“I can trace the timeline exactly from being uninfected, to being infected with Lyme, noticing the shift in my baseline data as I was able to monitor my body so closely, and then acting immediately on the information that led to an early diagnosis, treatment and cure,”
– Michael Snyder, PhD
What’s exciting about Dr. Snyder’s work is that this not only has positive ramifications for diagnosing and treating early Lyme disease, but it can also help those with chronic/persistent Lyme infections, too, by mapping a person’s regular baseline and then measuring the body’s response when deviations occur. This is key for those who are trying to manage their long-term Lyme symptoms and could be cross-checked to other data like a food diary, for example, to help illuminate other variables that can compound or alleviate symptoms.
Lyme patients and others with chronic/persistent symptoms typical of Long-haul Covid, chronic fatigue syndrome and chronic/persistent Lyme often experience extended periods of fatigue, known as “crashes,” and wearables are a powerful way that researchers could better understand these debilitating episodes. “Participants are currently being enrolled into the Crash Course study, funded by a grant from Bay Area Lyme Foundation, and we are actively seeking more participants. It would be ideal to have up to 1,000 persistent Lyme patients involved,” according to Dr. Snyder. “As we seek to understand the body’s response to tick-borne diseases and other infections, the more data we can collect, the more we can untangle the mysteries around how the immune system works to tackle threats like persistent Lyme and Long Covid.”
The Crash Course study aims to understand why crashes occur, the differences in crashes between and within individuals, and ultimately how to predict and prevent crashes using wearable devices.
As we look ahead, it’s abundantly clear that using wearable technology to map people’s baseline health status and catch infections before the onset of symptoms, or use wearables to monitor those with chronic/persistent conditions will completely transform the way patients are diagnosed and treated. By collecting precise, real-time data in a customized way, we are truly on the brink of solving some of the most intractable challenges facing human health management going forward. And in ways that are convenient, non-invasive and affordable. The future of healthcare truly is now. We think Captain Kirk and Dr. McCoy would definitely approve.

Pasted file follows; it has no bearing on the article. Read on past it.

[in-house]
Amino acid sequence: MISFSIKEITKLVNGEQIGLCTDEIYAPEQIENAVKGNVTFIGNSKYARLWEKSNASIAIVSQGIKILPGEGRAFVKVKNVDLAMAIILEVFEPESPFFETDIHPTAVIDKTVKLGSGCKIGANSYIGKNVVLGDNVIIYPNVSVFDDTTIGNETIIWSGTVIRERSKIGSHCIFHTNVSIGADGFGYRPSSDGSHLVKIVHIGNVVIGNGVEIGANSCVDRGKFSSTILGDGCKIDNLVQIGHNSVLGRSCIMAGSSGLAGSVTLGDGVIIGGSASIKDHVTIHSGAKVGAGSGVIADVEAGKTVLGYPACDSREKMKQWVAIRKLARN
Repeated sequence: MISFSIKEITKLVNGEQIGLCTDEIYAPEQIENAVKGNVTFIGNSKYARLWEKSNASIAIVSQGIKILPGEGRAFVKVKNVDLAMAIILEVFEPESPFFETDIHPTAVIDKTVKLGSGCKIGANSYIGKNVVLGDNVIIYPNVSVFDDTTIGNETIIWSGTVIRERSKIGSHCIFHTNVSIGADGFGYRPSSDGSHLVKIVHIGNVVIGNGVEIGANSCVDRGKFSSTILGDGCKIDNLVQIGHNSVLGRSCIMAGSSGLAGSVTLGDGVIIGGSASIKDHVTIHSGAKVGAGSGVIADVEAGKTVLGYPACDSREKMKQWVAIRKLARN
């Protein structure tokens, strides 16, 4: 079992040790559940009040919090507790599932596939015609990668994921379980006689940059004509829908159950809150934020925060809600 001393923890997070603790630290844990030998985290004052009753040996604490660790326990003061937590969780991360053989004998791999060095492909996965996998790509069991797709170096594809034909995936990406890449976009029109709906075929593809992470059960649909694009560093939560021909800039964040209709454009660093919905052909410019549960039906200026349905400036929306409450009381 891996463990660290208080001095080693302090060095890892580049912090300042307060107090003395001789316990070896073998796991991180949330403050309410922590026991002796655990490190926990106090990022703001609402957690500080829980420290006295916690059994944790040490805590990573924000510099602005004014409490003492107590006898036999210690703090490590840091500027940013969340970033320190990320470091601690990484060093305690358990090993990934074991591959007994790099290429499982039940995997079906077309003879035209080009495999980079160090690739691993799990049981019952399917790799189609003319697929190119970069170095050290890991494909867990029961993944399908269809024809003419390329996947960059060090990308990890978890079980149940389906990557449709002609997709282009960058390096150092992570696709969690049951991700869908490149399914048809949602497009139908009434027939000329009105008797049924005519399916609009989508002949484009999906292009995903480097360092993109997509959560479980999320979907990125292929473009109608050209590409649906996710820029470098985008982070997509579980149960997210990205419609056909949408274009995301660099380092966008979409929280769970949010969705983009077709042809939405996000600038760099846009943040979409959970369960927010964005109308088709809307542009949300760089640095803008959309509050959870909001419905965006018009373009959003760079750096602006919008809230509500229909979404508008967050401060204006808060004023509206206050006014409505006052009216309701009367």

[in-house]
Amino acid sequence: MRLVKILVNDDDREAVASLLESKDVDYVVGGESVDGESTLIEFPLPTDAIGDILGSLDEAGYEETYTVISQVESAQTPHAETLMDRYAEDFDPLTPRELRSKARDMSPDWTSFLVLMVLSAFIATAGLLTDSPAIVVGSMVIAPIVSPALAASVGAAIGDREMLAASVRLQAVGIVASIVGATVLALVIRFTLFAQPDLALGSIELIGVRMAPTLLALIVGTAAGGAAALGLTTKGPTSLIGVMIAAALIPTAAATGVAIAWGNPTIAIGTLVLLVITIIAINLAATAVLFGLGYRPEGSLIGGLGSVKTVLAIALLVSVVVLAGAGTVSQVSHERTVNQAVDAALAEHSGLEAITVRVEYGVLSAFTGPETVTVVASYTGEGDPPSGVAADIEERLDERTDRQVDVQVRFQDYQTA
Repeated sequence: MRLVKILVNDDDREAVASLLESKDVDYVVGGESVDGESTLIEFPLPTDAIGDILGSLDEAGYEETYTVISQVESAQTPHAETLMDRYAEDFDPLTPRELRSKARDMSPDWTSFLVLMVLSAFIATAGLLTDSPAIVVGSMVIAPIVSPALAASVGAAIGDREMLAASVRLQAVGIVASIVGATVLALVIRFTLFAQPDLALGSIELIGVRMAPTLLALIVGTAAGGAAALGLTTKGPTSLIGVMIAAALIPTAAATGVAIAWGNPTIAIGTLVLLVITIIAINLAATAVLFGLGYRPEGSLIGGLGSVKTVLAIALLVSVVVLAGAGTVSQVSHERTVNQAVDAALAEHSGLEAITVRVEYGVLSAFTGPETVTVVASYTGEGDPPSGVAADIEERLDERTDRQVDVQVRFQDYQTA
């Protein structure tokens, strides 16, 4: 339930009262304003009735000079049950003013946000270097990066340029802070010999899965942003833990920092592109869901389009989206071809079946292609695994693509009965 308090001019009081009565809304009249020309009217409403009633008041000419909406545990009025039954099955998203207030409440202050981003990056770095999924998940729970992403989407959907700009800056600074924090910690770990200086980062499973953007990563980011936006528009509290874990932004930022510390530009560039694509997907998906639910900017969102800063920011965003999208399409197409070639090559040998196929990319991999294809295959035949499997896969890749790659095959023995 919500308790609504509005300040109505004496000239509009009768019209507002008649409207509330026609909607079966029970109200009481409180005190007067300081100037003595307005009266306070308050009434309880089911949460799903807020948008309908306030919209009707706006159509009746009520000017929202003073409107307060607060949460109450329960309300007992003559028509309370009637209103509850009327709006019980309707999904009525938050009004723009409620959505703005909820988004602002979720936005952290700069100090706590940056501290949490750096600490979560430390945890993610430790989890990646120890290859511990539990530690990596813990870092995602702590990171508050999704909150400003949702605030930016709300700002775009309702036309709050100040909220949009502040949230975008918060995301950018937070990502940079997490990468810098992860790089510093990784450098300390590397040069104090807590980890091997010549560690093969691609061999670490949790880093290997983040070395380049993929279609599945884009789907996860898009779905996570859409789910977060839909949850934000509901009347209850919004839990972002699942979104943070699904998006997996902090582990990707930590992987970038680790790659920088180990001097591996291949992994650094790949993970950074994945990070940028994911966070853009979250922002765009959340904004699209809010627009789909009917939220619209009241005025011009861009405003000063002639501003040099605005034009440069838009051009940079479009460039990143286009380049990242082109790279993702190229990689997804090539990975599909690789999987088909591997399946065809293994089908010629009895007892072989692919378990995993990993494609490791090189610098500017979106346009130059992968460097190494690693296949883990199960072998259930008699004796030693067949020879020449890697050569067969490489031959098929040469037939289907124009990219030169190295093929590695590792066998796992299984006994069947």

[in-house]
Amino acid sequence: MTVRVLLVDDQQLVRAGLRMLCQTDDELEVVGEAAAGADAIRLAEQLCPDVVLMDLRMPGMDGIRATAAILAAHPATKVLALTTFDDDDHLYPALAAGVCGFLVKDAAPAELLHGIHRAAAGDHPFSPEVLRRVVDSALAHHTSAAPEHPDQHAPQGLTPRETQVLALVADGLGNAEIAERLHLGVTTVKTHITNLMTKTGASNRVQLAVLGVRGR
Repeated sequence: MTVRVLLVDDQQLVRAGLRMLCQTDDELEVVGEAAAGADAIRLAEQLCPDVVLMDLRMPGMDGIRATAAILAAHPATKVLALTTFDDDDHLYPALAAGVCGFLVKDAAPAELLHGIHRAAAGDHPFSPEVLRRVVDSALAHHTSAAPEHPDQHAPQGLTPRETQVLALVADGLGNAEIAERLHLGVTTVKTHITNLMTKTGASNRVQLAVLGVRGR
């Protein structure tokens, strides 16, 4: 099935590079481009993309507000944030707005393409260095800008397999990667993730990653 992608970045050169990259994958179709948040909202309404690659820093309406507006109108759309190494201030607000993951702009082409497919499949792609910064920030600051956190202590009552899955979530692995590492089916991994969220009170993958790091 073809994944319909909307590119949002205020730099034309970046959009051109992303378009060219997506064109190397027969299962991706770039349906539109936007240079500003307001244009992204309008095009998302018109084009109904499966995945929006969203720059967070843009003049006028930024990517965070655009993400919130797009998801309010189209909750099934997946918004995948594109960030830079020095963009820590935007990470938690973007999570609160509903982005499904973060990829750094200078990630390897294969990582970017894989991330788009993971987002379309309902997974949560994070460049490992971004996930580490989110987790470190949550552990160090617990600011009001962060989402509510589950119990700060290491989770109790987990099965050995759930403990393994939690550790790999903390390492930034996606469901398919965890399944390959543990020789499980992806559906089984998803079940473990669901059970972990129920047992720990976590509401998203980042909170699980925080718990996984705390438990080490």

This Bay Area Lyme Foundation blog is part of our BAL Leading the Way series and is based on a conversation between Wendy Adams, Bay Area Lyme Foundation Research Grants Director, and Dr. Michael Snyder, Stanford W. Ascherman Professor and Chair, Department of Genetics Director, Center for Genomics and Personalized Medicine Stanford University recorded in July 2021. Dr. Snyder is a major participant in the ENCODE project, the public research project that aims to identify functional elements of the human genome. He authored the book: Genomics and Personalized Medicine: What Everyone Needs to Know. He is also a cofounder and a board member of several biotechnology companies. You can access a recording of their extended conversation as either a podcast or video.
To be eligible for the Crash Course study, you must be at least 18 years old, experience fatigue episodes or “crashes” that persist for at least 24 hours, and have been diagnosed with Long-haul COVID-19, chronic Lyme, or ME/CFS. People with chronic Lyme who have also been diagnosed with COVID-19 may also participate in the study. To find out if you are eligible for the study, please email the study coordinator to let them know your interest at firstname.lastname@example.org. The study coordinator will contact you within 2–3 weeks of receiving your email.
Ticktective™ Podcast Series
Ticktective™ podcast, a Bay Area Lyme Foundation program, investigates the latest scientific knowledge and advances in Lyme and tick-borne diseases, and offers insightful discussion with researchers, physicians, patients, and thought leaders in the field. Wendy Adams, Bay Area Lyme grant director, interviews Dr. Snyder in the podcast “Genomics and Personalized Medicine: What Everyone Needs to Know“.